Ecological aspects of growth, reproduction and mortality in female red deer
Red deer, Cervus elaphus, inhabitating the bleak moors
at Glen Feshie (Invernesshire), had slow growth rates, and
hinds did not attain maximum body weight and condition
before six years of age. Skeletal growth, as measured by
jaw length, continued to slowly increase throughout life,
whereas body weight and condition declined in old age. Agerelated
differences in kidney fat weight explained some of
the variation in age-specific fertility and mortality rates
of lactating (milk) hinds.
Among individuals, fertility was positively related to
body weight and condition, and after controlling for these
two variables, was negatively related to skeletal size. The
probability of being fertile was related to age, and
differed between lactating and non-lactating hinds, as well
between years, independently of differences in body
Temporal variation in fertility at Glen Feshie, and on
Rhum, was explained by changes in population size.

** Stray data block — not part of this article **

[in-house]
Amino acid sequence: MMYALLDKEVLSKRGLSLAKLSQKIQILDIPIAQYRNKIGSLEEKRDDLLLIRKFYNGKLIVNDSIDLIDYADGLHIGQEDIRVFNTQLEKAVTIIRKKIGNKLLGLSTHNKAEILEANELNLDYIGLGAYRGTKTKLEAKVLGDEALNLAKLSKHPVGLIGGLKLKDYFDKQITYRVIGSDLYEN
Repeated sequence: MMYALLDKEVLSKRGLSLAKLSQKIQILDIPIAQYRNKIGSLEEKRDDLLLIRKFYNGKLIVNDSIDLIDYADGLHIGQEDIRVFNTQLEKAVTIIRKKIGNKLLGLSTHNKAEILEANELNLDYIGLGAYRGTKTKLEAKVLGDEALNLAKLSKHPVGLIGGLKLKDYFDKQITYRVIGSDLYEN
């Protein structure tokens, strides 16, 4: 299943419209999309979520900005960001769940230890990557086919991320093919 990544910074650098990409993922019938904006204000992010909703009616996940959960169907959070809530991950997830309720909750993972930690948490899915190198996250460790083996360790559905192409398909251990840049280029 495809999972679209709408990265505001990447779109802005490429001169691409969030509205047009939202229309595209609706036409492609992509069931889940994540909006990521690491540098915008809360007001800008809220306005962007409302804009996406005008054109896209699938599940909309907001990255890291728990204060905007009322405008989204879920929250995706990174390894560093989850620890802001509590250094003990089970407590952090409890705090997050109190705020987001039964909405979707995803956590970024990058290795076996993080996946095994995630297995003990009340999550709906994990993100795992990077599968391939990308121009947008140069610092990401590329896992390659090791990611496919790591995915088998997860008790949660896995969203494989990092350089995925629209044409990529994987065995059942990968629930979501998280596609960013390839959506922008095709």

Comparison of the weight at median fertility (0.5
probability) in five different populations indicated that
spatial variation in fertility was also density-dependent.
The factors affecting body weight were complex and
varied between populations. Spatial and temporal variation
in body weight was not density-dependent, but differences
in climate may have been important.
Like fertility, conception date, estimated from foetal
growth, was density-dependent at Glen Feshie. Long summer
growing seasons were followed by high fertility and early
conceptions. Estimated gestation length and calving date
were strongly related to weight loss during the shooting
season, which, in turn, was related to the biomass of new
The factors affecting mortality at Glen Feshie
differed between hinds and calves. Hind mortality, but not
calf mortality, was density-dependent. Winter severity
strongly affected calf mortality, but was of secondary
importance among hinds.